University of New England, Australia
Cynthia Stuhlmiller is Professor of Rural Nursing at the University of New England School of Health in Armidale Australia. She has been a joint appointment professor for over 17 years at 8 Universities in 5 countries. Her clinical work is in mental health and CBT self-help applications.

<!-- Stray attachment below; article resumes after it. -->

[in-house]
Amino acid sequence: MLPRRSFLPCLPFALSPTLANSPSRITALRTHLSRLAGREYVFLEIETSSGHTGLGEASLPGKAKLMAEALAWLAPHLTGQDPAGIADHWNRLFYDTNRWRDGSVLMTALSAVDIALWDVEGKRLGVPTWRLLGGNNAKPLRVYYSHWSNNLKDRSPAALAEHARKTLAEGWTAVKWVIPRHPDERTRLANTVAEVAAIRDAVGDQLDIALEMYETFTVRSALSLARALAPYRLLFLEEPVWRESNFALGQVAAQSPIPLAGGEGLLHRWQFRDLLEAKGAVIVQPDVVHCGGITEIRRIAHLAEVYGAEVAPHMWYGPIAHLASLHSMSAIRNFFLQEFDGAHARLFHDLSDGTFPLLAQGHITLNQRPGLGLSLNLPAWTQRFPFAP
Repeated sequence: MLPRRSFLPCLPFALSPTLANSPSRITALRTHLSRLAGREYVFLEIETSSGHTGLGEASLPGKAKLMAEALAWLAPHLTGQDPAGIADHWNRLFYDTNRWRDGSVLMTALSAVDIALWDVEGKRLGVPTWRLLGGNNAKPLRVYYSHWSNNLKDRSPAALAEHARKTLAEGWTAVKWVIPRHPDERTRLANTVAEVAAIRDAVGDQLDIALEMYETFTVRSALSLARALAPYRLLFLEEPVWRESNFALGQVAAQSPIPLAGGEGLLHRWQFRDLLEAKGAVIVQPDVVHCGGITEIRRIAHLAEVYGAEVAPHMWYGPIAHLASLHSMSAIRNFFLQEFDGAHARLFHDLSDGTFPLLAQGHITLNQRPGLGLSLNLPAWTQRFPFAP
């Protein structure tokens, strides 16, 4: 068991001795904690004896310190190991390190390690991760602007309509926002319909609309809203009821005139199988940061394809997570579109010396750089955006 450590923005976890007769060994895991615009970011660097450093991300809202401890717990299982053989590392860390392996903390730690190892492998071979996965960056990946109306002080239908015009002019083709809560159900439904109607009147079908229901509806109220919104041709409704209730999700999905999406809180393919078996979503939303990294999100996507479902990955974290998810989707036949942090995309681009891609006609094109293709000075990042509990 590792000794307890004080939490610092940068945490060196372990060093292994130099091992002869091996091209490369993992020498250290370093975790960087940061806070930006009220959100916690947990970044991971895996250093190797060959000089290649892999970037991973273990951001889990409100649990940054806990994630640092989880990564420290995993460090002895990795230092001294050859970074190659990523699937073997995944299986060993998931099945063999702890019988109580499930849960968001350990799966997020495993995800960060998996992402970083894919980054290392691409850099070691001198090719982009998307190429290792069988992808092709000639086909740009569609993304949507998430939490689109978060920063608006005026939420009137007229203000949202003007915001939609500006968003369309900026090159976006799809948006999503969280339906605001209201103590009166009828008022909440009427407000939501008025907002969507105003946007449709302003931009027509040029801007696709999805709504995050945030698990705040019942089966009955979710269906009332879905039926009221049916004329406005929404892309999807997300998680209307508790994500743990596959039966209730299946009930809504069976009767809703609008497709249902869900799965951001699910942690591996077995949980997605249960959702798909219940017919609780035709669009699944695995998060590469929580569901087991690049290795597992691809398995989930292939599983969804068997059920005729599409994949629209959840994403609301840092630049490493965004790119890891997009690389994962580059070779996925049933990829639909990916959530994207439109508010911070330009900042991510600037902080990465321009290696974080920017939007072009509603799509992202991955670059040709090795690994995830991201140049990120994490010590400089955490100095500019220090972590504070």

Cognitive behavioural therapy (CBT) is the most effective non-pharmacological evidence-based treatment for a wide range of mental disorders including impulse control and addictions. While CBT was originally developed as a self-management tool to help reduce the negative impact that particular thinking and behaving patterns have on health, it evolved into a specific practice of professionals. Consequently, access to CBT has been impeded due to lack of qualified therapists, cost of treatment and time required- issues compounded for rural populations. However, with the rapid expansion of freely available online, virtual and print-based CBT, the value of self-directed minimal-assisted first-line treatments has been established. The New England 4G Framework of Guided Self-health has been developed by the authors based on their work in United Kingdom's National health initiative "Improving Access to Psychological Therapies." Founded on a collaborative approach to helping, the 4G approaches provides addiction workers with a clear step by step framework to guide individuals to select and use self-administered evidenced-based cognitive and behaviourally-based (CB) interventions specific to the person's addiction. Similar to that of all low intensity interventions, the 4G Framework includes information gathering, giving and guiding with follow-up. We have named a 4th G to underscore the importance of generating a CB plan with a problem statement and relevant goals. The simplicity of the framework, which can be taught in an intensive workshop, enables addiction workers to use and guide self-health. In this session, the New England 4G Framework of Guided Self-health will be described.